Sunday, November 18, 2007

ChatterBlocker: A Great Idea if this was 1978

I read blogs like Lifehacker and others of their ilk, chock full of their Hints from Heloise, Bottom Line Personal hints for the not-yet-elderly.

I profoundly, deeply, viscerally hate the sound of workplace chatter. In Indianapolis, when I was outside at lunch or the beginning/ends of days, sometimes I'd hear a train braking, and it made an extended whining sound that it seemed would never end, and I'd think 'this is actually much better and more interesting than listening to my cube-neighbor on the phone with a salesweasel'. The biggest laugh from 'Office Space' for me: "CORPorate accounts payable, Nina speaking. JUST a MOment... CORPorate accounts payable, Nina speaking...etc" Workplace chatter may yet drive me to a Kaczynski Kabin in Montana.

So when I heard about ChatterBlocker, I was eager to give it a whirl. The idea behind ChatterBlocker is that it reduces the sound of workplace conversations using various forms of preferred noise: flowing water, chimes, bells, jumbled up voices.

Some companies make white-noise generators which are hardware solutions to the problem. There are also the noise-canceling headphones from Bose. I have a set, and they suck because they DON'T cancel out the sounds of people talking.

I downloaded it, and it sat on my computer for a couple weeks (I fail G'ing T's D). I finally tried it yesterday, first trying a pre-set involving water flowing. Instead of being relaxed, it made me tense, and it was hard to stay in my seat because I felt like a nearby toilet needed to have its handle jiggled.

Other presets featured male or female voices, saying random things. This one was disturbing because I have eavesdropping tendencies, which is part of the reason workplace chatter vexes me so. Hearing this jumbled, sliced and diced chatter, I couldn't help but try to extract meaning from it, only to fail and be frustrated.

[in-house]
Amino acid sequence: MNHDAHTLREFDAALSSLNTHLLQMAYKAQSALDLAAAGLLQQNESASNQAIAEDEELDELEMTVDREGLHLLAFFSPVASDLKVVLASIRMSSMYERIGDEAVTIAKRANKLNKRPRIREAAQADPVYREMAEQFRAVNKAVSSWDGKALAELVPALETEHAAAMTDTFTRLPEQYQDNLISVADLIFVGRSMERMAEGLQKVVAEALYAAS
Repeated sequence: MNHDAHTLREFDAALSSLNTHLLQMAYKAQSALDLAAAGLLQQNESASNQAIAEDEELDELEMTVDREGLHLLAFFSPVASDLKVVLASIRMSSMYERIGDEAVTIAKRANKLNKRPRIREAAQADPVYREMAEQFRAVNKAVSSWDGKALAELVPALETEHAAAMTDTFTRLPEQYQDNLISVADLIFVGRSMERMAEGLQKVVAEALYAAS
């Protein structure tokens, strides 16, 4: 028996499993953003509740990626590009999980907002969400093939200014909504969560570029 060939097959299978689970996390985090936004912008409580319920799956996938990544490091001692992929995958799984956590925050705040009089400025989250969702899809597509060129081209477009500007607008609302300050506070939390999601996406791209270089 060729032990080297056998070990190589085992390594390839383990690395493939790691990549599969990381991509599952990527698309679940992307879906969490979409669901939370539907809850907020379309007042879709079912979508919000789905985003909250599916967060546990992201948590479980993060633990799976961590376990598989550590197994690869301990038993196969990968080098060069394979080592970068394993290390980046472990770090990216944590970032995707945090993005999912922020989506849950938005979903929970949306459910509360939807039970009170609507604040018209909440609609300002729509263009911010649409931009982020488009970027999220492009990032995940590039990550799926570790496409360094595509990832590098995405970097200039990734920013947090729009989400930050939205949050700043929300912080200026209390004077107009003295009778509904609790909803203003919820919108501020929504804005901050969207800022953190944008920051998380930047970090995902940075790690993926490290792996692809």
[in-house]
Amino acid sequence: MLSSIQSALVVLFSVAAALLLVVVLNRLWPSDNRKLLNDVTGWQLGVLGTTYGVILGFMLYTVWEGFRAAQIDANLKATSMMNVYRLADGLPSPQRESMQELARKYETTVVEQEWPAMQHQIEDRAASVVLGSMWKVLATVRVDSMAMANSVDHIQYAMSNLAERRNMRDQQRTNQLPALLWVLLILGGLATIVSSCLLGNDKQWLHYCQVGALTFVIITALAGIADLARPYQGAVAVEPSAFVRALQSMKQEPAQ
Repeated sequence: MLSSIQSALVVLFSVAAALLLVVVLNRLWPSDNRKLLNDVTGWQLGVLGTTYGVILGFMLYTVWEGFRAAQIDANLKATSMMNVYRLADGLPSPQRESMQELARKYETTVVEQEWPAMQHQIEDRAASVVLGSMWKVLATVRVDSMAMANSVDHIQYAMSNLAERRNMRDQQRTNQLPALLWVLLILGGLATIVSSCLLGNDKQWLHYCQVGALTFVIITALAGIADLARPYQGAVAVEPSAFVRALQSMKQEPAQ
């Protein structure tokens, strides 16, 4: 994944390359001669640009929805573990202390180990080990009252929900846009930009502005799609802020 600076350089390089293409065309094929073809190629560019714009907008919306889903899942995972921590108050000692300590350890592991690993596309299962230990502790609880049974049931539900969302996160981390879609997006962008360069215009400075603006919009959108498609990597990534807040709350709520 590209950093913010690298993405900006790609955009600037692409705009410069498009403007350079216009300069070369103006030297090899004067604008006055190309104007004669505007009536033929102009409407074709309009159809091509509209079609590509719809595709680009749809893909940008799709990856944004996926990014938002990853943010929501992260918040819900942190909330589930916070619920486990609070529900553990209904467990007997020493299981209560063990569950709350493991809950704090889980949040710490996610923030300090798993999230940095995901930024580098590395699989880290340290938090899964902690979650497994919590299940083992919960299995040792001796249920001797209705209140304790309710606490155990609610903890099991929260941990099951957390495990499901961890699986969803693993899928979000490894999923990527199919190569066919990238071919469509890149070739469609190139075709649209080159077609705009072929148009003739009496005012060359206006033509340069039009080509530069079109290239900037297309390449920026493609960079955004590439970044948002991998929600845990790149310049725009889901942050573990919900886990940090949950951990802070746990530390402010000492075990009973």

Finally, an 'advanced' mode is like ACID: the early 90's ambient edition. The user can choose various soothing instruments and sounds (some plucked string instrument, bells, blocks clacking together, etc) and mix them together in search of the magic recipe for relaxation. It's a lot of work, going through all the permutations. Fortunately, a lot of people have been working on this problem going back at least to 1978, the year Brian Eno released Ambient One: Music for Airports. That airports are still profoundly miserable, noisy places (even the 'Admiral Lounge' areas can get overly crowded to the point where it takes a lot of complementary booze to cancel out a room-full of Junior Achievers on cell phones, and children failing to be entertained by the big-screen TV) is a testimonial to the ambition and audacity Eno must have had to have even taken on the project.

While I was conducting these experiments, my wife was in the other room, and she made some remark along the lines of 'WTF is that noise?'. On hearing what the fuck it was, she agreed that it somehow managed to create rather than relieve tension.

At this point I remembered actually I do have Aphex Twin's 'Selected Ambient Works Vol 2' on my iPod, along with several albums by The Orb (there's a new, 'deluxe' version of U.F. Orb out there now btw). So apparently what I need to do is group these tracks together as a playlist w/ iTunes, then listen to my iPod on the failing-to-cancel noise headphones (earbuds fail blocking out outside noise).

If an iPod and 90's ambient music is not at your disposal, you can always call in sick and work from home when the noise gets to be too much. Maybe a plumber can help you hack your toilet into a nice ambient noise generator. Good luck submitting that expense report.

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